Friday, July 20, 2007

Stroker Clearance and Flywheel Balance

This is the 6th in a series of posts on a flathead big twin engine build that I am doing in my shop. The series starts with Stroker Flathead Engine Build , and last post was Relieving the Flathead . Once the rods are rebuilt, and the cylinders are bored it is time to mock up the engine and do some clearancing for the stroker. Because of the extra stroke, the relationship between the rods and the cylinder spigots, cases and even the bottom of the piston skirts has changed and all of those clearances need to be checked.

The first thing that needs to be addressed is to check that the male rod does not "bottom out" against the inside of the female rod when the pistons are at bottom dead center. Now for standard big twin rod lengths, S&S provides a measurement. With the rods on the crankpin you simply measure with a caliper between the wrist pin bushings at their nearest point. On a flathead with it's longer rods it is a little more complicated, but can be accomplished by checking the measurement between the wrist pin bushings as per the S&S method, and then comparing to the measurement taken from wrist pin to wrist pin with the pistons and cylinders mocked up as in the center picture below. Any extra clearance needed is accomplished by careful grinding on the inside "webbing" of the female rod. (the mock up shown below is done by assembling the crankpin and and rods on one flywheel half and installing in a case half)

Other areas that need to be checked for a minimum of .060" clearance are; piston to piston at BDC as shown in the center picture above, piston to flywheel also shown in the center picture, and rod to cylinder spigot and crankcase as shown in the other two pictures above. Note that it is possible to check these clearances with the flywheels fully assembled, but it is much easier to see the piston to flywheel when performed with only one half.

Once all stroker clearances are verified, the flywheels can be balanced. In this particular case, though, I felt it would be worthwhile to lighten the pistons as much as practical in order to lessen the stress on the antique connecting rods. Lightening pistons can be a real art (or science) in itself, and there are businesses that specialize in that sort of thing. The key is to avoid weakening the piston or distorting it. I have lightened quite a number of pistons over my years of drag racing, and so felt comfortable in doing the work myself. Yes, the pistons undoubtedly would have come out lighter if I had sent them to a specialty shop, (mostly due to my being conservative) but the extra expense was not in the budget.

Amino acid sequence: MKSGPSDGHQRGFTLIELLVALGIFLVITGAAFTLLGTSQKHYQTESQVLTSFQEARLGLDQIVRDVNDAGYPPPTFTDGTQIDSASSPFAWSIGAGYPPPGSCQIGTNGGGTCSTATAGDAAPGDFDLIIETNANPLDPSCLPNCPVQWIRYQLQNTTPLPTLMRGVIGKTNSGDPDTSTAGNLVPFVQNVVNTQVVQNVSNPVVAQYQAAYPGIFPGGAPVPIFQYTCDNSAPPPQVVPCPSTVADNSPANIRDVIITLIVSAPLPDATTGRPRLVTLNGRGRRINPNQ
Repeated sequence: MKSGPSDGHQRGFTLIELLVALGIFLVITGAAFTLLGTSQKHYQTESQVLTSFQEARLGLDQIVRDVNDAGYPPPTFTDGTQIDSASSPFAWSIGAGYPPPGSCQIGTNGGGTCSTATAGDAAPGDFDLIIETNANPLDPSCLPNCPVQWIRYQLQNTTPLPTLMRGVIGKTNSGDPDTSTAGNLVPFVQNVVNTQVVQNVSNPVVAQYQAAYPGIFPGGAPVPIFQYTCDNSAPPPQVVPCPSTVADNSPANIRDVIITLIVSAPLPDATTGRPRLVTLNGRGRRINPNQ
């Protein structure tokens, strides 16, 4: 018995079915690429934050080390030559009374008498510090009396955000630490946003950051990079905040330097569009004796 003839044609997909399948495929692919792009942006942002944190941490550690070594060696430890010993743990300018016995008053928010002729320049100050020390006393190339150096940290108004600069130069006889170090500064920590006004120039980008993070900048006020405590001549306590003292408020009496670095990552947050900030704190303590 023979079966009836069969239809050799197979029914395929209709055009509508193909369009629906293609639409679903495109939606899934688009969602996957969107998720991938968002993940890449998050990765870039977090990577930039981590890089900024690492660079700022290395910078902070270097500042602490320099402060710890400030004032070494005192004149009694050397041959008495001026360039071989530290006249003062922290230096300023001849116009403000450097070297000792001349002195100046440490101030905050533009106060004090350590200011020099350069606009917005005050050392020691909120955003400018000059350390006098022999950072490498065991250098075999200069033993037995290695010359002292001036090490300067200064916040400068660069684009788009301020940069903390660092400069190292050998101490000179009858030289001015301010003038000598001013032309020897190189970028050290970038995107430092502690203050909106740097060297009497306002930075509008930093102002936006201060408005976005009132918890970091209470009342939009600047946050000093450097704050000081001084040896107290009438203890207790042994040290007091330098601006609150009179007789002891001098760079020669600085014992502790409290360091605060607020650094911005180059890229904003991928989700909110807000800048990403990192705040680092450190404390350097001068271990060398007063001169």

With the pistons as light as I was going to make them, it was time to balance the flywheels. Most of the shops like mine that perform flywheel balancing use basically the same static balance method. Some may try to tell you that static balancing is antiquated and the real way to balance flywheels is dynamically. They may be wrong. The people over at Darkhorse Crankworks (respected experts in the field of Harley flywheel balance) have written an interesting piece on the subject that you can view here:

Static balancing of Harley flywheels is a process of weighing the individual pieces (crankpin, bearings, retainers, rods, pistons, rings, wrist pins, etc.) computing a balance bob weight from those figures and employing gravity to tell you when you have achieved a "balance". The actual modification is done by drilling holes in the perimeter of the flywheel. I put the word balance in quotes because on a Harley engine with its v twin configuration, what you are really striving for is the best compromise for the least vibration in the rpm range where the engine will spend the majority of its time. You will often hear the term "balance factor" used in relation to Harley flywheels. This is the % of the total reciprocating weight that is added to the rotating weight to give the bob weight. My personal rule of thumb is to use a 60% factor for light flywheels such as S&S (where both flywheel halves are about the same size) and 55% for old style OEM flywheels (where the left flywheel half is considerably heavier) Last time I counted (8 or 9 years ago) I had balanced well over 100 sets of flywheels using this method without any negative feedback.

Last row of pictures, from left to right: Weighing crankpin, bearings, etc. Balance shaft and bob weights. Static balancing one flywheel half.


Jack Hester said...

I am enjoying your blog. It's going to take some time for me to make my way through it. Here's some comments that I have made over the years on the subject of balancing:


Tiger Johnson said...

I have a lot of respect for you. May God continue to bless you.

St. Lee said...

Thanks Tiger. I appreciate you stopping by and leaving a comment.